Volume: 59 - Issue: 3
First page: 267 - Last page: 276
T.G. Cordeiro - J.B. do Amaral - V. Pavão - R.G. Cardoso - R.L. Voegels - P.M. Pezato - V. Paixão - E.B. de Almeida - A.L.L. Bachi - R. Pezato
Background: Firefighters are often exposed to high temperatures and by-products of combustion, which can compromise their health. We aimed to evaluate the effect of fire exposure in fire simulators on the airways of firefighters at different time-points.
Methodology: Thirty-seven male firefighters exposed to fire simulators were evaluated in three phases: pre-exposure, at the end of the first week, and 4 weeks after. Pulmonary function by spirometry, nasal mucociliary clearance; peripheral oxygen saturation, inflammatory markers in the nasal lavage and CC16 in the sputum, nasal obstruction, and quality of life (using the questionnaires NOSE and SNOT-22) were assessed.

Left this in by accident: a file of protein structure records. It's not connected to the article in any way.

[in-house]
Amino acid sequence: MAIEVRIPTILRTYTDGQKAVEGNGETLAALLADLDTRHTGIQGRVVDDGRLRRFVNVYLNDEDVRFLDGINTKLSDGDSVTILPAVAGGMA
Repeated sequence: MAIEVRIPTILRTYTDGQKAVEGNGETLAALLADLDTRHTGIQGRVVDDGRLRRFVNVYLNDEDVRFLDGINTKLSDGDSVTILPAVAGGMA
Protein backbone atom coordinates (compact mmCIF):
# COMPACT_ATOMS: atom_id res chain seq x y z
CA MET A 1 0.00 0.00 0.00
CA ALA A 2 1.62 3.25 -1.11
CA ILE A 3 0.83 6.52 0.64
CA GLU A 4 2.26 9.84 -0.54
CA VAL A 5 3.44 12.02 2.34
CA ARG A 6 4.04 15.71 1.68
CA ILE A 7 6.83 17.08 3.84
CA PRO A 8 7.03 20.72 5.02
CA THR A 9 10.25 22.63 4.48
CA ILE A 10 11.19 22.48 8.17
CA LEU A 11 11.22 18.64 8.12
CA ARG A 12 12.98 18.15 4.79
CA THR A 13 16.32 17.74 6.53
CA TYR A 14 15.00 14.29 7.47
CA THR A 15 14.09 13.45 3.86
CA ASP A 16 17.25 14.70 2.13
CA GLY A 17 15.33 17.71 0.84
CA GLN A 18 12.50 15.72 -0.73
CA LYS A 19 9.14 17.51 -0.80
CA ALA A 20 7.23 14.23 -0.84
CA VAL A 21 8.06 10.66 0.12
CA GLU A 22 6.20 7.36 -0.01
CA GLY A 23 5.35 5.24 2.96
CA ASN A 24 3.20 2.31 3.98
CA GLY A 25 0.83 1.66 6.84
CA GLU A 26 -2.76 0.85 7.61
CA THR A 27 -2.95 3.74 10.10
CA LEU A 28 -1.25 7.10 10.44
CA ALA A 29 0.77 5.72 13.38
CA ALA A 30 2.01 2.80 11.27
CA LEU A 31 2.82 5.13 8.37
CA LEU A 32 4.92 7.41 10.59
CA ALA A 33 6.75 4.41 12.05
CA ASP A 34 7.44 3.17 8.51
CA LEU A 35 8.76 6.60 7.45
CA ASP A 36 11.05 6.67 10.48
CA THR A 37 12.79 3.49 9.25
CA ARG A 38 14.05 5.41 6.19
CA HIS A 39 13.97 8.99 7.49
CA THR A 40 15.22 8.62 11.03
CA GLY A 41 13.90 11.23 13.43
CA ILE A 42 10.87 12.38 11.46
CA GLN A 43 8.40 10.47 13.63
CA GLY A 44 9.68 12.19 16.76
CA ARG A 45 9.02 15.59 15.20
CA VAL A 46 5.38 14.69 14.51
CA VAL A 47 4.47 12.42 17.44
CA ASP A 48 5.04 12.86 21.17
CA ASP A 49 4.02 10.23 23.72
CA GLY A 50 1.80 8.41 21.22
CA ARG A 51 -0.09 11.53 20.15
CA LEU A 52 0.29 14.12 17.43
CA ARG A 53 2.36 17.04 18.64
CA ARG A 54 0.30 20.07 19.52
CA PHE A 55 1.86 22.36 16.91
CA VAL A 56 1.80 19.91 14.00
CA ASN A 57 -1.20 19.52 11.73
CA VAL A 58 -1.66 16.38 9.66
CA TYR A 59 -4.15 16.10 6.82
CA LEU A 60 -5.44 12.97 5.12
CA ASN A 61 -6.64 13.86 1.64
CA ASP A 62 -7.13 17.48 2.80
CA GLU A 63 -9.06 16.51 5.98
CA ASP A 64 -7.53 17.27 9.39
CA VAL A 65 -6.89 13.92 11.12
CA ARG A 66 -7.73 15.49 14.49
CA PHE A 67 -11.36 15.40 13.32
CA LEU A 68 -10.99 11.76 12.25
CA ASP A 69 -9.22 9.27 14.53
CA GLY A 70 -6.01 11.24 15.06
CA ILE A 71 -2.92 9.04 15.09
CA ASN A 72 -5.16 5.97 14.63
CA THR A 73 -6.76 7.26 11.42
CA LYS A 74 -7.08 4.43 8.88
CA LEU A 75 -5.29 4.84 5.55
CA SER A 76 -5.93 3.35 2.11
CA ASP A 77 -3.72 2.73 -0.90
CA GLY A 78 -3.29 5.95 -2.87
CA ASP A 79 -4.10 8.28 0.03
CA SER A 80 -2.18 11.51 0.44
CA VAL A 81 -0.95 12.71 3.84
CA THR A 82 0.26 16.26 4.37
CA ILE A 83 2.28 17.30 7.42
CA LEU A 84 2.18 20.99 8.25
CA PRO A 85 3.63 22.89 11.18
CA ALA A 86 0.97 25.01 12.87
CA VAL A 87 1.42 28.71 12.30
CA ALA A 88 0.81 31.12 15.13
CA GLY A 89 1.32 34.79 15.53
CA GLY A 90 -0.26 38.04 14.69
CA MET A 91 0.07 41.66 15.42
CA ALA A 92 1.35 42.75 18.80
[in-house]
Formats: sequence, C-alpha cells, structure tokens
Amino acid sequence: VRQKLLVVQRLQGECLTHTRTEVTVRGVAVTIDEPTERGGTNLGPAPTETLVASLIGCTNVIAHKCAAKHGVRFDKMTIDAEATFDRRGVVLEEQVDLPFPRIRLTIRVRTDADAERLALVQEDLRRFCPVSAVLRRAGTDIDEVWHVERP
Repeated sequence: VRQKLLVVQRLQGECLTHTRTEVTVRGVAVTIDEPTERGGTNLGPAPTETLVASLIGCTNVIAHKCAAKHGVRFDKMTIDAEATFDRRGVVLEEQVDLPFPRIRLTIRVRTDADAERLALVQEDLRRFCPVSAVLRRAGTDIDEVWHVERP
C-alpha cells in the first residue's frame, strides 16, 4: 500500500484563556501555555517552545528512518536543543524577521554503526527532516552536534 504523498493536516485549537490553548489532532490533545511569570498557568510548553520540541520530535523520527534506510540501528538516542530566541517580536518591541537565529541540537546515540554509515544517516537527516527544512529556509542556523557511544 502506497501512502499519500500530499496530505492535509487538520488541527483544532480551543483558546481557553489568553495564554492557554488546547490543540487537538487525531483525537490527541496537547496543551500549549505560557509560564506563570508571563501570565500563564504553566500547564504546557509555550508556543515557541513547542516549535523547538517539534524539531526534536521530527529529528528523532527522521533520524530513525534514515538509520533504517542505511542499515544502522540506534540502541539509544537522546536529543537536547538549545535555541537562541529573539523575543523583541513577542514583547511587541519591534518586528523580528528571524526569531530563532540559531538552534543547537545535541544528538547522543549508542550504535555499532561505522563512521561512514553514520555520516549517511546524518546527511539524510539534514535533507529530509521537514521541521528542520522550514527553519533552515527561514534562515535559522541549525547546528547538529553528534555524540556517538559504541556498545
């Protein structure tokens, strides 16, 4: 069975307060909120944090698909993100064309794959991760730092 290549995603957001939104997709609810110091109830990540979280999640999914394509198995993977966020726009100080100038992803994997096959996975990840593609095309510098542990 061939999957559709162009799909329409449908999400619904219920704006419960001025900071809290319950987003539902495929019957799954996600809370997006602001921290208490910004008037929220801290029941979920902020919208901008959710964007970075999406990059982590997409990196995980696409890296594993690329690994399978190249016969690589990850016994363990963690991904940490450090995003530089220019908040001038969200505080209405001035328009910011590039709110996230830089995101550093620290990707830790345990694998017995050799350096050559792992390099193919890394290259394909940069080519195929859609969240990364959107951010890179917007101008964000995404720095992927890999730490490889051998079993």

Results: Higher levels of IL-8, IL-10, and exhaled carbon monoxide were found more in phase 2 than in phase 1. Higher CC16 levels and lower peripheral oxygen saturation were observed in phase 3 as compared to phase 1. Lower levels of IL-2 and peripheral oxygen saturation were found in phase 3 than in phase 2. Higher nasal mucociliary clearance, as well as the worst quality of life and nasal obstruction, were observed in phases 2 and 3 as compared to phase 1.
Conclusions: The firefighters’ exposures to high temperatures and by-products of combustion in the fire simulators elicit an inflammatory process in the airways with impairment in the innate epithelial response of the upper airway lining. Furthermore, changes in O2 transport affected the professionals’ quality of life negatively.
Rhinology 59-3: 267-276, 2021
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